I am writing this as it happened to me twice in my career, once as a Scrum Master and once as a Coach. While back, I had transitioned from a developer into a Scrum Master. When facilitating Retrospectives, or having 1-1s with team members, I tend to provide them with solutions, instead of building trusting relationships and then together digging in what could have been done/improved. I preached to them what the best way of performing is, compared it to their problem, showed them what their approach was and where in their thought process was not aligned with Agile (i.e. at that time XP practices). It was very hard to move away from providing solutions and believing on the team to get to their solutions. It was much easier to do the prior. However, if you can do the later it is immensely more powerful.

I have once more caught myself as a Coach to act as a hard extremism. I got into discussions about who shall facilitate the daily stand up; who needs to be in retrospectives; who can be standing at the daily scrum; and what a sprint goal might be. What I lost sight of were the underlying reasons why we are having these conversations. I jumped into my perfectionist mode, tried to provide my audience with reasoning to convince them into my way of Agile. What I should have done, was to listen to them, ask questions, understand where they are coming from, maybe even walk with them in their world of Agile and then suggest very subtly a new way of doing things. 

What I am glad at, is that I was self-aware about my behavior way back then as a Scrum Master and now as a Coach. It is true that in the eye of other observers this might have been a normal conversation. However, the fact that I could see a great potential that I couldn't reach it through the conversation satisfies me that there was a better way. 

To remember it, I will always keep in my mind the following (and I suggest you do too):
  • Agile is Not a Religion. 
  • I won't try to convert people to my way of Agile.
  • I will have a true conversation with them; I will actively listen to them, ask powerful questions, and empathize with them.
  • I will be open-minded & receptive to their definition of Agile. 
  • My definition of Agile is going to change throughout time.

8 January 2018

Better Meetings Canvas V2.1

Better Meetings Canvas is not anything new. It is what every good facilitator knows by heart. However, it is not easy to rely on your heart all the time. Sometimes you want a straightforward structure to follow, or maybe when in doubt to rely on, or use when delegating the facilitation to someone else, or keep a secret recipe of how you run your meetings.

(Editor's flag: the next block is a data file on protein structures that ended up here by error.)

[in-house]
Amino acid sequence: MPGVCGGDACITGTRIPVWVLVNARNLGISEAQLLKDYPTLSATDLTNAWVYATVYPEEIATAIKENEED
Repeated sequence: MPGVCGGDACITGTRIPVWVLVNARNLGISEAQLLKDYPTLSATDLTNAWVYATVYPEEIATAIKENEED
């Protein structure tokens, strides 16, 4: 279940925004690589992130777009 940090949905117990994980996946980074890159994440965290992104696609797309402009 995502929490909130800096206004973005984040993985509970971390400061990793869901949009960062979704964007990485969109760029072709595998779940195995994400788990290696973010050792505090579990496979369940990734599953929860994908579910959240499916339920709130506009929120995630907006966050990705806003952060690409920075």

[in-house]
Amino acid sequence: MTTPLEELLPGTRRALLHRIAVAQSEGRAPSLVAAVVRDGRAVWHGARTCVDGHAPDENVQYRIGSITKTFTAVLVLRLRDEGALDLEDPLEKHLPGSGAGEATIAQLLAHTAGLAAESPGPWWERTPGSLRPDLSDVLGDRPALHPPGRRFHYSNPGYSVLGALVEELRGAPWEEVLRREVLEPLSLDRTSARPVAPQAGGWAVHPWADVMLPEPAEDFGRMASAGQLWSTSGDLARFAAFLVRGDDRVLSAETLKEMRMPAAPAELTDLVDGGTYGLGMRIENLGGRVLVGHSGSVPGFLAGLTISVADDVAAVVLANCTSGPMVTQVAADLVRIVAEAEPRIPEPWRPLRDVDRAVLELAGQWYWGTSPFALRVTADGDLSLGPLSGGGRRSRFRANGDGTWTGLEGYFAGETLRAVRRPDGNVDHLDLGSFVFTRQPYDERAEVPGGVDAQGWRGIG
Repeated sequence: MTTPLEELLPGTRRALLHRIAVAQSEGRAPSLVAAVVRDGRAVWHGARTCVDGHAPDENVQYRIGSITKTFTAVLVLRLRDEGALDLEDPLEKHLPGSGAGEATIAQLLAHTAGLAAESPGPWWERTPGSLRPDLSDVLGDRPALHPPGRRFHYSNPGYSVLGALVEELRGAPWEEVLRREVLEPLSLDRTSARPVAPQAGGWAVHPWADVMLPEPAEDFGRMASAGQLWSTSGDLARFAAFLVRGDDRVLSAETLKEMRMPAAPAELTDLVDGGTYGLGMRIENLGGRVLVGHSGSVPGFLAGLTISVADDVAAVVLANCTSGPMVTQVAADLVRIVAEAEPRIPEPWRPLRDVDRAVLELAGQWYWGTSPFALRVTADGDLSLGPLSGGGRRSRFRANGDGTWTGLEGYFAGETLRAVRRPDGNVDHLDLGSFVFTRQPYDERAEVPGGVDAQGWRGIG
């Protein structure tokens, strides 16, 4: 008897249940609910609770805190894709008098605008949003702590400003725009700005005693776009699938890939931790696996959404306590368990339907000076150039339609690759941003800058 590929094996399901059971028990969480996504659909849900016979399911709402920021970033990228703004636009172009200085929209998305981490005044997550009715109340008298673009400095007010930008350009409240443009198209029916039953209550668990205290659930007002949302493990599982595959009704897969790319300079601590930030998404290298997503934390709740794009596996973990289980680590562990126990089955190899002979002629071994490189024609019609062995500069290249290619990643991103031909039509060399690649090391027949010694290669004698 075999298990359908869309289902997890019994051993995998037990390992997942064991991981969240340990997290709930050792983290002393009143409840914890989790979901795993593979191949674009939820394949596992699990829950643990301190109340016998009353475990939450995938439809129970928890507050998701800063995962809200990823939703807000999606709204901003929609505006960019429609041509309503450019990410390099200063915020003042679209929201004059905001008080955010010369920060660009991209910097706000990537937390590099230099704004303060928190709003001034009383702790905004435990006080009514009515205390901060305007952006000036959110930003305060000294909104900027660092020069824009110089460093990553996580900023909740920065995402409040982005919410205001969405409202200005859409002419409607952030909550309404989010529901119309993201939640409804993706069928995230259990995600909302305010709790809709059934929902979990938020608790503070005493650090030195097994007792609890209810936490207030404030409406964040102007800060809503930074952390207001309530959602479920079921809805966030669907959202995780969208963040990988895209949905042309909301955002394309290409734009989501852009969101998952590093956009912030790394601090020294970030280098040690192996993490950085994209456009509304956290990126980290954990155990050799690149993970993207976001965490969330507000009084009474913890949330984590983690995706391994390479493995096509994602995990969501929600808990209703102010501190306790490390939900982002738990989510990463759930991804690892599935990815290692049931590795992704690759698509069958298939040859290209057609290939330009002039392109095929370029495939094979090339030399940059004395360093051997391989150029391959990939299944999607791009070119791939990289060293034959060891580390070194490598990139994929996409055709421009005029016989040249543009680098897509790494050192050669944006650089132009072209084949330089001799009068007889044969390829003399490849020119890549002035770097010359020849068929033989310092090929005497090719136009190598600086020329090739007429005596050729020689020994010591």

Photo by rawpixel.com on Unsplash https://unsplash.com/photos/jhIQlYem7CA

I have introduced the Better Meetings Canvas in "Effective Yet Effortless Meetings". I have been using this model myself facilitate sessions, and also teach other facilitators to become better at what they do. Throughout these, I have come to update the canvas to have a very important part "Feedback Mechanism During". I have also updated the questions and the descriptions below each section.

If this is your first time using the canvas, read it from top to down, left to right, and answer the questions in that order. And always ask yourself the first question "How important is to have a meeting really?".

You can also find a Google Docs version of the Better Meetings Canvas V2.1.

1 December 2017

Want to Make Change Happen & Stick? You Have to Try a Community-Driven Approach. It's a True Challenge!

You are in the business of Change1. You are influencing the change of people's behavior and/or processes2. You have many tools in your toolbelt to introduce change, make people aware of the change, help them through change, let them experiment with change, and even empower them to be the change themselves.

You are knowledgeable about different strategies including but not limited to McKinsey, Kotter, ADKAR, Deming and even Lean change Model. In some circumstances, they worked really well, and in some, they didn't bear the result you intended. I don't want to debate on which is better than the other or give you hints on when to use which3. However, I want to introduce you to a concept that can greatly improve your ability to influence, drive and make change happen. It's the one and only Community!